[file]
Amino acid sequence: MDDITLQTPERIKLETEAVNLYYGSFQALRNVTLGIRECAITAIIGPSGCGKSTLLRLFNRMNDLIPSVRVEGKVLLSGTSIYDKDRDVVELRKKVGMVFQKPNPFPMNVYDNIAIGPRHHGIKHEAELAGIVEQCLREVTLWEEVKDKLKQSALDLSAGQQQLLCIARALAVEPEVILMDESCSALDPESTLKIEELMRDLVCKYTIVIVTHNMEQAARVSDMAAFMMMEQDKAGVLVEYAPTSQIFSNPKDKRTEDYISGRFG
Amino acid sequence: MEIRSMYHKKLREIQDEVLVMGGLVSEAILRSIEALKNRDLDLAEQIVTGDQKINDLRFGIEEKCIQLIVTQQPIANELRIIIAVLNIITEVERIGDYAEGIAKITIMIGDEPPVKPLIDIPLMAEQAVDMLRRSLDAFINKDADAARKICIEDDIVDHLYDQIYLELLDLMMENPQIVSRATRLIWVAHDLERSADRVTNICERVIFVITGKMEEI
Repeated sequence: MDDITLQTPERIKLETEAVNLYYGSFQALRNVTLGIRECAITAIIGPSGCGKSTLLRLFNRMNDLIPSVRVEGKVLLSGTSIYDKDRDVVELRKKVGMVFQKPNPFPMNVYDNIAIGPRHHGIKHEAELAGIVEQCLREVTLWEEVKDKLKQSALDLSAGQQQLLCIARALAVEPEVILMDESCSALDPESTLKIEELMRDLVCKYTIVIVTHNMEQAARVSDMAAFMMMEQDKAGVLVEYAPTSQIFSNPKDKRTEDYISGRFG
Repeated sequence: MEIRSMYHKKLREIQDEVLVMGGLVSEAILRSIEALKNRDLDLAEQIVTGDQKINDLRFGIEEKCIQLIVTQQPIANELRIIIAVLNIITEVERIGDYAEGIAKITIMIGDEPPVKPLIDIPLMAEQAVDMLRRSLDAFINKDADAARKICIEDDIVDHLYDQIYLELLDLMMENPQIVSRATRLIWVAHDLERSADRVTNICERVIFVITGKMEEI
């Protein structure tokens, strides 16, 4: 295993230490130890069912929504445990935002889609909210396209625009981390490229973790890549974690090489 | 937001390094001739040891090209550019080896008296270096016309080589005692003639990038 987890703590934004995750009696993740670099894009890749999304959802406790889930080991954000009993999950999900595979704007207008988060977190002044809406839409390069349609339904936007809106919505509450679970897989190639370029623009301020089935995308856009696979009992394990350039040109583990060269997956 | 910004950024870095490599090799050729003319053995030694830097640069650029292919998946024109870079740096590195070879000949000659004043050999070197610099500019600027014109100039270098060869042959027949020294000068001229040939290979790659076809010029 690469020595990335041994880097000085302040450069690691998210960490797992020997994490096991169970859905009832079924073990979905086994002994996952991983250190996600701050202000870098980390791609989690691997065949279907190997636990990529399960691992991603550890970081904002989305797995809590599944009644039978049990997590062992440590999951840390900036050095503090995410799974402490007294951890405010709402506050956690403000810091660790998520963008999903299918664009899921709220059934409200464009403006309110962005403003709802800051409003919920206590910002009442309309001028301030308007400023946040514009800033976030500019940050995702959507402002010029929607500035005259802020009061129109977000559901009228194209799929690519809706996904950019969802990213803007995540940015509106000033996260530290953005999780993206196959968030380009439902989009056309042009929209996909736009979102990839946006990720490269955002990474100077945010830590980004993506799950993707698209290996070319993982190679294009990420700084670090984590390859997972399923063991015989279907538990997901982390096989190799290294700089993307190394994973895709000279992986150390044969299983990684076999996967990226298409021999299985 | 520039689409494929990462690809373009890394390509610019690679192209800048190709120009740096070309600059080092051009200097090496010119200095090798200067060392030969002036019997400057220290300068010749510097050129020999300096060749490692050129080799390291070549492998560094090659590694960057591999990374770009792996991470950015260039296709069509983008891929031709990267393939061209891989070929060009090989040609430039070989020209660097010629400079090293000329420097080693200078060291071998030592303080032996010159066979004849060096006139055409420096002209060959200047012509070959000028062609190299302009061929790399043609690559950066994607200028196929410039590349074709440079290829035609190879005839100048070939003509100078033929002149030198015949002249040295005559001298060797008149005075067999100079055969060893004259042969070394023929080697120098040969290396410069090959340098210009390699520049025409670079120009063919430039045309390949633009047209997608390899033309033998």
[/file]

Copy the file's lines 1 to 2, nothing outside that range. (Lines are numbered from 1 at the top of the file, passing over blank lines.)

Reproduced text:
Amino acid sequence: MDDITLQTPERIKLETEAVNLYYGSFQALRNVTLGIRECAITAIIGPSGCGKSTLLRLFNRMNDLIPSVRVEGKVLLSGTSIYDKDRDVVELRKKVGMVFQKPNPFPMNVYDNIAIGPRHHGIKHEAELAGIVEQCLREVTLWEEVKDKLKQSALDLSAGQQQLLCIARALAVEPEVILMDESCSALDPESTLKIEELMRDLVCKYTIVIVTHNMEQAARVSDMAAFMMMEQDKAGVLVEYAPTSQIFSNPKDKRTEDYISGRFG
Amino acid sequence: MEIRSMYHKKLREIQDEVLVMGGLVSEAILRSIEALKNRDLDLAEQIVTGDQKINDLRFGIEEKCIQLIVTQQPIANELRIIIAVLNIITEVERIGDYAEGIAKITIMIGDEPPVKPLIDIPLMAEQAVDMLRRSLDAFINKDADAARKICIEDDIVDHLYDQIYLELLDLMMENPQIVSRATRLIWVAHDLERSADRVTNICERVIFVITGKMEEI